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HPP Cold-Pressed Citrus Juice: Process, Sustainability, Consistency at Twisted Alchemy

I've been curious about HPP juices for a few years now, and  over the past year have had a chance to email with Kim and Scott Holstein, Co-Founders of Twisted Alchemy. They provide a range of juices and some mixers for corporate and individual bar accounts as an alternative to heat pasteurized or self-squeezed juice.



HPP Background 

Foods preserved by HPP (High Pressure Processing) are pasteurized without heat but instead by using pressure to squish any bacteria or other forms of life on the food products into oblivion. 

Or, more accurately, according to the company that makes these machines, "High Pressure Processing (HPP) is a cold pasteurization technique by which products, already sealed in its final package, are introduced into a vessel and subjected to a high level of isostatic pressure (300–600MPa/43,500-87,000psi) transmitted by water."

This is commonly used for things like cheeses, packaged guacamole, deli meats in the soft clamshell-type containers, other packaged meats and seafoods under plastic, dips, salsas, and prepared salads, but importantly for our purposes: cold-pressed juices - the type you see at Starbucks and Whole Foods that are refrigerated, as opposed to the bottled juices like Santa Cruz brand that are shelf-stable at room temperature until opening.

In the bar world, HPP technology can be used to produce bottled citrus juice, bottled mixers/sour mixes, and even bag-in-box (BIB) mixes. A few years ago I went to Las Vegas to report on the then-new cocktail program using custom HPP BIBs at a new hockey stadium/arena for Popular Science. (Unfortunately there was an editorial change and the story never ran. I'm still bummed about it.) 

Twisted Alchemy's Process and Big Clients

Twisted Alchemy's juices (previously called Industry Juice), are, according to the website:  

They have a shelf life of 120 days when kept refrigerated and 7 days once opened (compared to about 2 days max for freshly-squeezed citrus at the bar). 

They compost their produce, and are able to use "ugly" produce that might go unused if meant for stores. 

They also promise consistent BRIX and pH levels so that juice should not differ from bottle to bottle and from season to season.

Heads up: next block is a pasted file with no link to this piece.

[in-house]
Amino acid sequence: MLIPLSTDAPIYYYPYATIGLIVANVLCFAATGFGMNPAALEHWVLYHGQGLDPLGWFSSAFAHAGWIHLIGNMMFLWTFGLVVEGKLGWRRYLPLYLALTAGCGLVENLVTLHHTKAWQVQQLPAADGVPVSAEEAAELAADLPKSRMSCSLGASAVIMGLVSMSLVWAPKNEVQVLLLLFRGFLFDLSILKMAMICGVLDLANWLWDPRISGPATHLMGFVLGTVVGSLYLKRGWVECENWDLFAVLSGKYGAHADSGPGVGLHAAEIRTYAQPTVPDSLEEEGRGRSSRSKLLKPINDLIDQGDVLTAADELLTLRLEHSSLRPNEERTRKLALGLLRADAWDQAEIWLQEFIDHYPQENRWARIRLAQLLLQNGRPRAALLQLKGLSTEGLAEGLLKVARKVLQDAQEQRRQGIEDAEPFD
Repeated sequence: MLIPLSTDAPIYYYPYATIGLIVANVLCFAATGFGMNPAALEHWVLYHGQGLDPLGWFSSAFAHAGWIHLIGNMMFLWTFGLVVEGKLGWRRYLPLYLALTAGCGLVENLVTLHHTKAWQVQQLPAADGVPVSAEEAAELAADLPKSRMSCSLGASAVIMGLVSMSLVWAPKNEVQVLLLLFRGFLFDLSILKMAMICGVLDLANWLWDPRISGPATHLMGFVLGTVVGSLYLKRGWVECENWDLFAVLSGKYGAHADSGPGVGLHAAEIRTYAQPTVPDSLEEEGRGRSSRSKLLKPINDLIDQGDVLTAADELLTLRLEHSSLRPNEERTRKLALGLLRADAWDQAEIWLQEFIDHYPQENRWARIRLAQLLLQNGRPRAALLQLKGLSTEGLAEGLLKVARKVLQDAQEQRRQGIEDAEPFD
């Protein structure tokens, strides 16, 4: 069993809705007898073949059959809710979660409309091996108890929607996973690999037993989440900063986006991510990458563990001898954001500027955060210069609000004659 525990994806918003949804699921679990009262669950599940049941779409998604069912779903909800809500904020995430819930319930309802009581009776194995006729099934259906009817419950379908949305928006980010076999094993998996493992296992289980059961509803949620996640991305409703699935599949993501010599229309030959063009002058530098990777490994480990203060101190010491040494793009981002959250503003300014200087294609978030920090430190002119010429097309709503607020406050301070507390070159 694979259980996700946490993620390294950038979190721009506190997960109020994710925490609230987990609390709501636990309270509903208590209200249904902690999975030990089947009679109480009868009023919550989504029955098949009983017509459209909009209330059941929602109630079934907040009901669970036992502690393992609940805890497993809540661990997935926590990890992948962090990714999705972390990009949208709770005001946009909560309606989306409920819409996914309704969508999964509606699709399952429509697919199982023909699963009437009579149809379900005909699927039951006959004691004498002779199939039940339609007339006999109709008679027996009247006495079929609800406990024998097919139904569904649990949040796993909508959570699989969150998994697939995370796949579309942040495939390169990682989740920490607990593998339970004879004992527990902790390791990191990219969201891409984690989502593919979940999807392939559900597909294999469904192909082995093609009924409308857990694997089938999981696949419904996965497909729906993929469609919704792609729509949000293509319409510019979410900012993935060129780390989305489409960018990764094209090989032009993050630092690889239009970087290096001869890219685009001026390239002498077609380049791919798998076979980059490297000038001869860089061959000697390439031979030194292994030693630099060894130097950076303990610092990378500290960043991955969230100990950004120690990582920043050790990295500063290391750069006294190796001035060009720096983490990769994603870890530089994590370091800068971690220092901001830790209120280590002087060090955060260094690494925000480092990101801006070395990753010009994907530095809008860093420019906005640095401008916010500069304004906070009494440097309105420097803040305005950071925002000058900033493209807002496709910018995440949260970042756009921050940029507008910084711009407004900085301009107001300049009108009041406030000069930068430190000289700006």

They ship to any state in the continental US within in 48 hours, either via a division of SYSCO for the bag-in boxes or in plastic bottles for home/small orders via FedEx. For the latter, "We utilize Green Cell Foam which requires 70% less energy and produces 80% less greenhouse gases than petroleum based foams. It is also backyard compostable, biodegradable and water soluble. This is the foam used in the coolers that we custom developed." 

By the way, here is some sustainability info for bag-in-boxes. 

Their juices are used by big accounts, including (note this is a year old info and could have changed):

  • Speed Rack
  • World Class
  • Think Food Group in DC
  • Land and Sea including Paul McGee's Cherry Circle Room
  • Two Roads Hospitality hotel group bars
  • All Live Nation VIP stadium Bars

Looking Deeper

I emailed some questions to Kim and Scott Holstein. Below are questions and their answers: 

Your juice is pH adjusted to hit a certain mark: Can you tell me what that pH level is for the different juices?

The reason we chose to curate for Bx (Brix) and pH balance has all to do with taste. Early on in our product development we did not like certain ratios of Bx to pH and noticed that when Bx was high and acidity was low (high pH) above 4.4/4.5, we would get way too much of a "syrupy" taste...almost too sweet for what a fresh juice for a cocktail should be. We researched the wine industry where Bx nerds go to geek out and confirmed some of our own findings. (Here is a wine blog in which they discuss a similar issue with grapes.)

So we started to blend different Bx and pH levels together the way that wines can be done to get certain flavors and pay very close attention to our sweeter flavors where Bx levels were important to flavor including Blood and Valencia Orange, Ruby Red Grapefruit, Pineapple and Watermelon and soon to add Passion Fruit.